Wayne Newton and his wife, Kathleen, arrived at their southeast Las Vegas home shortly before midnight on Wednesday to find two burglars inside their house. The burglars fled and were seen heading north through the property. Las Vegas police quickly set up a perimeter and launched an extensive search of the area, but the suspects were able to escape. It was unclear if the burglars got away with anything of value. Several items, under the watchful eyes of the police, were seen on the ground near the home's main driveway. Neither Newton, nor his wife, were injured. The Newtons were not available for comment.
Police Officers Turn Off Body Cameras
In four separate body camera videos from the Route 91 Harvest festival shooting released Wednesday, officers in a strike team are instructed to turn their body cameras off and comply with the request.
Debra Saunders reports from Singapore
Las Vegas Review-Journal White House correspondent talks about the historic summit between President Donald Trump and North Korea's leader Kim Jong Un.
How long will North Korea's denuclearization take?
In Singapore, Las Vegas Review-Journal White House correspondent Debra Saunders asks President Donald Trump how long North Korea's denuclearization will take. White House video.
LVCVA purchase of gift cards hidden
A former LVCVA executive hid the purchase of $90,000 in Southwest Airlines gift cards in records at the agency. Brig Lawson, the senior director of business partnerships, said the money was for promotional events and did not disclose that it was for gift cards. Lawson also instructed Southwest employees to submit invoices without mentioning the purchases were for the cards. More than $50,000 of the cards cannot be accounted for. The convention authority is publicly funded . Lawson recently resigned.
Kim Jong Un visits Marina Bay Sands in Singapore
North Korean leader Kim Jong Un and his entourage visited the Marina Bay Sands in Singapore briefly Monday night, local time. (Video by Philip Chope)
Coca-Cola Bottle Purse Has 9,888 Diamonds
Designer Kathrine Baumann and jeweler Aaron Shum set the Guinness World Record for most diamonds (9,888) set on a handbag. The Coca Cola bottle-shaped purse was on display at the Coca Cola Store on the Strip. (Madelyn Reese/Las Vegas Review-Journal)
Sentosa Island a pleasure resort with a pirate past
The site of Tuesday's U.S.-North Korea summit is known for theme parks and resorts. But before that, it was known as a pirate island. (Debra Saunders/Las Vegas Review-Journal)
Judge Sandra Pomrenze's comment about girl's hair
Nevada Races Full of Women From Both Sides
It's already been a historic election season for women in politics. Record numbers of women are running for political office all over the country - including Nevada. (Madelyn Reese/ Las Vegas Review-Journal) @MadelynGReese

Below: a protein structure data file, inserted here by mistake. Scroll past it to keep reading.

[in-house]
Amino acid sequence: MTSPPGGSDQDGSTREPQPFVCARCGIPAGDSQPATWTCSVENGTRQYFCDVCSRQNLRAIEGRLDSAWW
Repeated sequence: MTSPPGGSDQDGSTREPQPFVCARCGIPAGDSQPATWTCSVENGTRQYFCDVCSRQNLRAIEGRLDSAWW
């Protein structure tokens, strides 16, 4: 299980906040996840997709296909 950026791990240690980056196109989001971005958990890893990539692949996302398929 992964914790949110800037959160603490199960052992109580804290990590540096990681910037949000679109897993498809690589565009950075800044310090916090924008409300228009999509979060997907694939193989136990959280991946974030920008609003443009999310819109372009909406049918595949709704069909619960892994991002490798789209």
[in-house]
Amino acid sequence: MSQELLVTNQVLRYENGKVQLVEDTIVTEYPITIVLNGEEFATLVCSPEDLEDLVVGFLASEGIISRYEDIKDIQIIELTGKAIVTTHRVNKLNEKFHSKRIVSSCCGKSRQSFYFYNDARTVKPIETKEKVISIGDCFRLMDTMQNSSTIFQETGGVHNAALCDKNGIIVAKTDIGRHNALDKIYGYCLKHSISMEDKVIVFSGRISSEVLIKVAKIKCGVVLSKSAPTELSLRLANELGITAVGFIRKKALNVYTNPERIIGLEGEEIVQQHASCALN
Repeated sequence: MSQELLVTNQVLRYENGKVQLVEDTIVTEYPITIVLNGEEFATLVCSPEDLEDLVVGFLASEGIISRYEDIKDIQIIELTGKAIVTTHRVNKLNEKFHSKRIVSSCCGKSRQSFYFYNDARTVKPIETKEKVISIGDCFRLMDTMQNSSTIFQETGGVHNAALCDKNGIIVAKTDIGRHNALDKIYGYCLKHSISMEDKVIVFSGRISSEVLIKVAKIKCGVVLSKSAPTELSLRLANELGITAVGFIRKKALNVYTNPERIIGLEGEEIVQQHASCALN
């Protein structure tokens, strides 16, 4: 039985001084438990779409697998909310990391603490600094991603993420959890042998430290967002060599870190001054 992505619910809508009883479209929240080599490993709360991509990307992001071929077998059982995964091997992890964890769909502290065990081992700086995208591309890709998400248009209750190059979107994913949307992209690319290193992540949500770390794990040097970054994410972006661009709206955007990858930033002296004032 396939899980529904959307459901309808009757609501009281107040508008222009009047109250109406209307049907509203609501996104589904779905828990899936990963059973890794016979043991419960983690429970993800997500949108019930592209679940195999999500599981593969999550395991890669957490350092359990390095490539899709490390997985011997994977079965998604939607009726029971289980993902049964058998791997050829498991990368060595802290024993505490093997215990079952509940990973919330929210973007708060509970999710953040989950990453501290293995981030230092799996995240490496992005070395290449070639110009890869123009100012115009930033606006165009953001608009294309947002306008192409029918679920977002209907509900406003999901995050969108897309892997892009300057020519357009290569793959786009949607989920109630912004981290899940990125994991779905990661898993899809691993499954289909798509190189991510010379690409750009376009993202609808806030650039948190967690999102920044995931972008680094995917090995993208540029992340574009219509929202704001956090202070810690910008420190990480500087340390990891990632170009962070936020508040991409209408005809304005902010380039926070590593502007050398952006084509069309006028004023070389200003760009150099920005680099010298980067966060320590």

East Las Vegas home damaged by fire
Clark County Fire Department crews responded to a house fire in east Las Vegas Thursday morning. (Bizuayehu Tesfaye/Las Vegas Review-Journal) @bizutesfaye
911 call: Mom tries to get to son shot at Route 91
A woman stuck on the interstate during the Route 91 Harvest festival shooting on Oct. 1, 2017, in Las Vegas, tries to get to her son. 911 call released by Las Vegas police.
Las Vegas 911 caller reports people shot on Oct. 1
A 911 caller on Oct. 1, 2017, reports several people shot at the Route 91 Harvest festival in Las Vegas.
911 call from woman under stage in Las Vegas shooting
A 911 call from a woman underneath the stage at the Route 91 Harvest festival during the Oct. 1, 2017, Las Vegas shooting.
LVCVA facing scandal over gift cards
LVCVA is facing a growing scandal over airline gift cards. LVCVA bought $90,000 in Southwest Airline gift cards between 2012 and 2017. Now auditors can’t account for more than $50,000 of the cards. CEO Rossi Ralenkotter and his family used $16,207 in gift cards on 56 trips. Brig Lawson, the senior director of business partnerships, was responsible for buying and distributing the cards. He recently resigned.
Siblings separated in the foster care system get a day together
St. Jude's Ranch for Children and Cowabunga Bay Cares program partnered to bring 75 siblings together for the day to play on the water slides and in the pools at the Henderson water park. (K.M. Cannon/Las Vegas Review-Journal)
People flee the Route 91 Harvest festival on Oct. 1, 2017
Las Vegas police released footage from a camera on Mandalay Bay of the Route 91 Harvest festival on Oct. 1, 2017
Aaliyah Inghram awarded medal of courage
Aaliyah Inghram, a 10-year-old girl who was shot while protecting her 18-month-old brother and 4-year-old cousin during a shooting on May 8, awarded medal of courage. Bizuayehu Tesfaye/Las Vegas Review-Journal @bizutesfaye
TOP NEWS
News Headlines
Home Front Page Footer Listing
Circular
You May Like

You May Like